Knowledge System

Water Use & Sources

I. ACTIVITIES & CONDITIONS

A. Sources & Types

1. Sources

a. Non-Point Source

i. Land runoff
ii. Precipitation
iii. Atmospheric deposition

- dry deposition (direct deposition from air)
- wet deposition (from precipitation, fog, etc.)

iv. Drainage, seepage, or hydrolic modification

b. Point source (ie. discernible, confined, and discrete conveyance). Including:

i. Pipe, ditch, channel, tunnel, conduit
ii. Well, discrete fissure, container, rolling stock
iii. Concentrated animal feeding operation, vessel, and floating craft

2. Types

a. Basic Forms

i. Deltas
ii. Estuaries
iii. Coastal zones
iv. Shelves
v. Deep seas

- Animal products of the sea
- Vegetable products of the sea
- Mineral products of the sea

vi. Salt water lakes

b. Fresh water types

i. Atmospheric water

- Precipitation
- Water vapor
- Condensed water

ii. Surface water

- Lakes
- Rivers
- Wetlands

iii. Ground water and soil water

- Renewal ground water
- Fossil ground water

c. Manufactured water

i. desalinated water for industrial & human uses
ii. bottled & purified drinking water

B. Uses and Services

1. Household & municipal uses
2. Industrial uses 
3. Agricultural
4. Eco-system uses
5. Technological & scientific uses

II. SUSTAINABILITY PROBLEMS

A. Human impacts on sources and needs

1. Agricultural activity

a. Land degradation

i. Salinity
ii. Toxics
iii. Pesticides
iv. Fertilizers
v. Domestic animals

b. Excessive withdrawals from aquifiers and wetlands

2. Health and sanitation impacts

a. Limited access to water
b. Municipal sewerage
c. Synthetic detergents
d. Solids in household wastes

3. Industrial/Commercial activity

a. Diversion

i. Dams for hydropower
ii. Irrigation
iii. Recreation
iv. Industrial diversion

b. Acid rain
c. Eutrophication
d. Disposal (nuclear and chemical wastes treatment)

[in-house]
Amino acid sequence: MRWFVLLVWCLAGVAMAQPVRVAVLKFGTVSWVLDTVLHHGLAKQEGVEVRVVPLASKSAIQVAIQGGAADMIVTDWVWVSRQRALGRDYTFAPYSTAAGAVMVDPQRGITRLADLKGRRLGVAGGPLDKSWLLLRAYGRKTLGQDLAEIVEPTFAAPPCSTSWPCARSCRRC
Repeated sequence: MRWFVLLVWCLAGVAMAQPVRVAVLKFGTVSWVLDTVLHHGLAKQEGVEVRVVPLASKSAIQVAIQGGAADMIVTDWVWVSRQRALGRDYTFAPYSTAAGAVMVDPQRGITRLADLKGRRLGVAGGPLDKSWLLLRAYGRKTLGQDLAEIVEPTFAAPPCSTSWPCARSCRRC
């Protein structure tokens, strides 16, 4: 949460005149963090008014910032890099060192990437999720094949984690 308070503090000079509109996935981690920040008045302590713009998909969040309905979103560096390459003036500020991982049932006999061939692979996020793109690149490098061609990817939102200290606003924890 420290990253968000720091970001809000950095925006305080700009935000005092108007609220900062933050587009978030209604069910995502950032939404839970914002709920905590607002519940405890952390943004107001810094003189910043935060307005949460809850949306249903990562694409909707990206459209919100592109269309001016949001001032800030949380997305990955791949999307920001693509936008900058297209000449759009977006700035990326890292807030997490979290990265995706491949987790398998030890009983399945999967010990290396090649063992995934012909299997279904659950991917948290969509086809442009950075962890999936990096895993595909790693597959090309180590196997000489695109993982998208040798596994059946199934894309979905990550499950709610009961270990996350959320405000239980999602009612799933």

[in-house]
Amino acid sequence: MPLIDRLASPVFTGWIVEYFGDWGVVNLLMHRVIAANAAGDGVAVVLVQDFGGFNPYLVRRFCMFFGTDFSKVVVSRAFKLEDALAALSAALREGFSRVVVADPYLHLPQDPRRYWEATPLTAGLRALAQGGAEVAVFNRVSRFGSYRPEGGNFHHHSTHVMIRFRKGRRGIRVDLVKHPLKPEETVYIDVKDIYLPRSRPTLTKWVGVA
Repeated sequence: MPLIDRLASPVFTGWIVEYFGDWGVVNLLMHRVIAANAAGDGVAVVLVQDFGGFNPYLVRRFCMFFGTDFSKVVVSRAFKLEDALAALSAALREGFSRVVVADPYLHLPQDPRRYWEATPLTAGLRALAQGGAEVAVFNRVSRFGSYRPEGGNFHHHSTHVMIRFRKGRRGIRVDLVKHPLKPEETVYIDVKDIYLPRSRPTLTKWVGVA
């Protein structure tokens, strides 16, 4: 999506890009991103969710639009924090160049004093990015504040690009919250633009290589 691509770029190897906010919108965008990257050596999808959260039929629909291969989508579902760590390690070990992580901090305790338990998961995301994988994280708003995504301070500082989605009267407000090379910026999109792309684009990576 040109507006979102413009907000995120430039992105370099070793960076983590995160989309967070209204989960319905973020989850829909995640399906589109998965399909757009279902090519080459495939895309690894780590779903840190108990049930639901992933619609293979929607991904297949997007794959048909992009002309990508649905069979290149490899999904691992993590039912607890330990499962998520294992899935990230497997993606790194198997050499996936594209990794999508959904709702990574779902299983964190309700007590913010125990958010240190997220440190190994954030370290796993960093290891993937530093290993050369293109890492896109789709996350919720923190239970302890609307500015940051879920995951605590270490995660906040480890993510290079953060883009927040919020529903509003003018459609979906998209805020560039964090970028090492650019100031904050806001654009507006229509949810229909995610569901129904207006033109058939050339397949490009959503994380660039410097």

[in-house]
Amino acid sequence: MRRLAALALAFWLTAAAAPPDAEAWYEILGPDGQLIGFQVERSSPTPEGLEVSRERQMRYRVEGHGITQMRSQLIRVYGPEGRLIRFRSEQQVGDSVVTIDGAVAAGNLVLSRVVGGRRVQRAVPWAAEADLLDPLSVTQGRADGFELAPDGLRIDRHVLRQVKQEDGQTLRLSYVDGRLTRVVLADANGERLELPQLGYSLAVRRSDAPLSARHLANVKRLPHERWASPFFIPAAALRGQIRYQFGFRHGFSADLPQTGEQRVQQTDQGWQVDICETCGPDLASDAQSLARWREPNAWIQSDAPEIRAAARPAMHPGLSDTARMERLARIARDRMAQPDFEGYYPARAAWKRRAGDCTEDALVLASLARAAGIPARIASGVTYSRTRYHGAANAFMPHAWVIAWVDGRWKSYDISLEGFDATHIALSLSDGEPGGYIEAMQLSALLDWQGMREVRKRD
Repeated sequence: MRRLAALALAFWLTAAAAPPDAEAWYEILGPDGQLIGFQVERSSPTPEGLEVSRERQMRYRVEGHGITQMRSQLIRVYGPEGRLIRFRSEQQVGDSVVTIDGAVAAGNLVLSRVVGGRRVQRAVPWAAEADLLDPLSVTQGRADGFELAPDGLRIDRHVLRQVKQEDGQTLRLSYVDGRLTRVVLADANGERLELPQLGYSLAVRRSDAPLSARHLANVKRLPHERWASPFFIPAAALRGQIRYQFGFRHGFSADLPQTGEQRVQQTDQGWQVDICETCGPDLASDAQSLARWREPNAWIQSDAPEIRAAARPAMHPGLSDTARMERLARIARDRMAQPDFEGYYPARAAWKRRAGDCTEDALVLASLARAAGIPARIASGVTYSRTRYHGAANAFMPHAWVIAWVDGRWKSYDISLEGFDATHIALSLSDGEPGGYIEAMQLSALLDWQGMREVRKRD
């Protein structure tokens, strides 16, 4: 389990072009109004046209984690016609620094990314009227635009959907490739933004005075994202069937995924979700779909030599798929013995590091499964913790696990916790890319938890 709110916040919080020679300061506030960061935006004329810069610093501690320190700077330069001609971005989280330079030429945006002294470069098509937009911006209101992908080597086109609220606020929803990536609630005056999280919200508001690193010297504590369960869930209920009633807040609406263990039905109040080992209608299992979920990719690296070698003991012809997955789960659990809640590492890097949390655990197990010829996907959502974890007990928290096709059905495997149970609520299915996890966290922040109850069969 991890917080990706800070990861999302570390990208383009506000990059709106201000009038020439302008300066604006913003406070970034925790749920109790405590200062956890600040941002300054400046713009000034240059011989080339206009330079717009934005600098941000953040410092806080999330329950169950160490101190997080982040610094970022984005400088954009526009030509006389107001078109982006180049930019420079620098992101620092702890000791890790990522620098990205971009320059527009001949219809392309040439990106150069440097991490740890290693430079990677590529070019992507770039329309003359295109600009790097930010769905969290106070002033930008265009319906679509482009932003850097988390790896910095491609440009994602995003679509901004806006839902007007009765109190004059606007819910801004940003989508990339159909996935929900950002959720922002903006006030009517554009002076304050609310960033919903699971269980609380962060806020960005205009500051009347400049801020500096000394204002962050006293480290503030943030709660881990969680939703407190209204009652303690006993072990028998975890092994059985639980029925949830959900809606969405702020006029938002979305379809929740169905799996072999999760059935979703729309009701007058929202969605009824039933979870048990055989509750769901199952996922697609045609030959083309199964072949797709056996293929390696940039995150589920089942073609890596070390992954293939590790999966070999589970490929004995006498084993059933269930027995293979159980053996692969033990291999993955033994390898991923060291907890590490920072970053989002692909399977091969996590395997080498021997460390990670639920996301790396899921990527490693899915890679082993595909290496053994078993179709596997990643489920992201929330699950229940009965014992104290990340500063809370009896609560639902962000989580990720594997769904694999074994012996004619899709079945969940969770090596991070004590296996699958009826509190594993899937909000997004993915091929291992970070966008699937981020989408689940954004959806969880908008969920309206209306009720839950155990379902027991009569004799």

i. Fresh water pollution
ii. Sea pollution

4. Human interactions with hydrological cycle

a. Through socio-economic activities
b. Through recreational purposes
c. Through alterations of physical landscapes
d. Through technological interventions & practices

5. International water issues

a. Water sharing
b. Upstream/downstream riparians
c. Transboundary pollution

B. Natural causes and impacts

1. Droughts

a. Scarcity
b. Famine

2. Floods

a. Waterlogging
b. Displacement
c. Diseases

3. Intensification & exacerbation

a. Driven by socio-economic & demographic factors
b. Driven by public policies and decisions
c. Driven by international actions

C. Joint human and natural causes

1. Deteriorating water quality
2. Acquatic ecosystem destruction
3. Potential climate impacts
4. Loss of biodiversity
5. Disappearing wetlands
6. Accelerating degradation
7. Other

III. SCIENTIFIC & TECHNICAL SOLUTIONS

A. Supply-side alternatives

1. Water development projects

a. Surface water

i. Dams
ii. Resevoirs
iii. Canals
iv. Ground water aquifiers for reservoir use

b. Ground water

i. Wells
ii. Pumps

2. Interbasin transfers
3. Recycling and reuse
4. Desalination
5. Weather modification (cloud seeding)
6. Vegetation management and water harvesting

B. Demand-side management

1. Network rehabilitation and optimization

a. Leakage control
b. Transferring water among alternative uses

2. Water conservation techniques and devices

a. Metering and monitoring
b. Improved irrigation practices
c. Improved industrial practices

3. Water quality improvement

a. Wastewater treatment
b. Hazardous and municipal waste management
c. Pollution prevention control
d. Other

IV. SOCIAL, ECONOMIC, POLITICAL, & REGULATORY SOLUTIONS

A. Planning and management

1. Voluntary participation

a. User groups management
b. Stakeholder involvement

2. Formal regulation

a. Pricing, standards
b. Tradable permits
c. Taxes, subsidies
d. Other

B. Market strategies and mechanisms

1. Treating water as an economic commodity
2. Incentives, trading, etc.

C. Public and private interactions

1. Subsidies modes
2. Privatization of services
3. Equity strategies

D. Improved information systems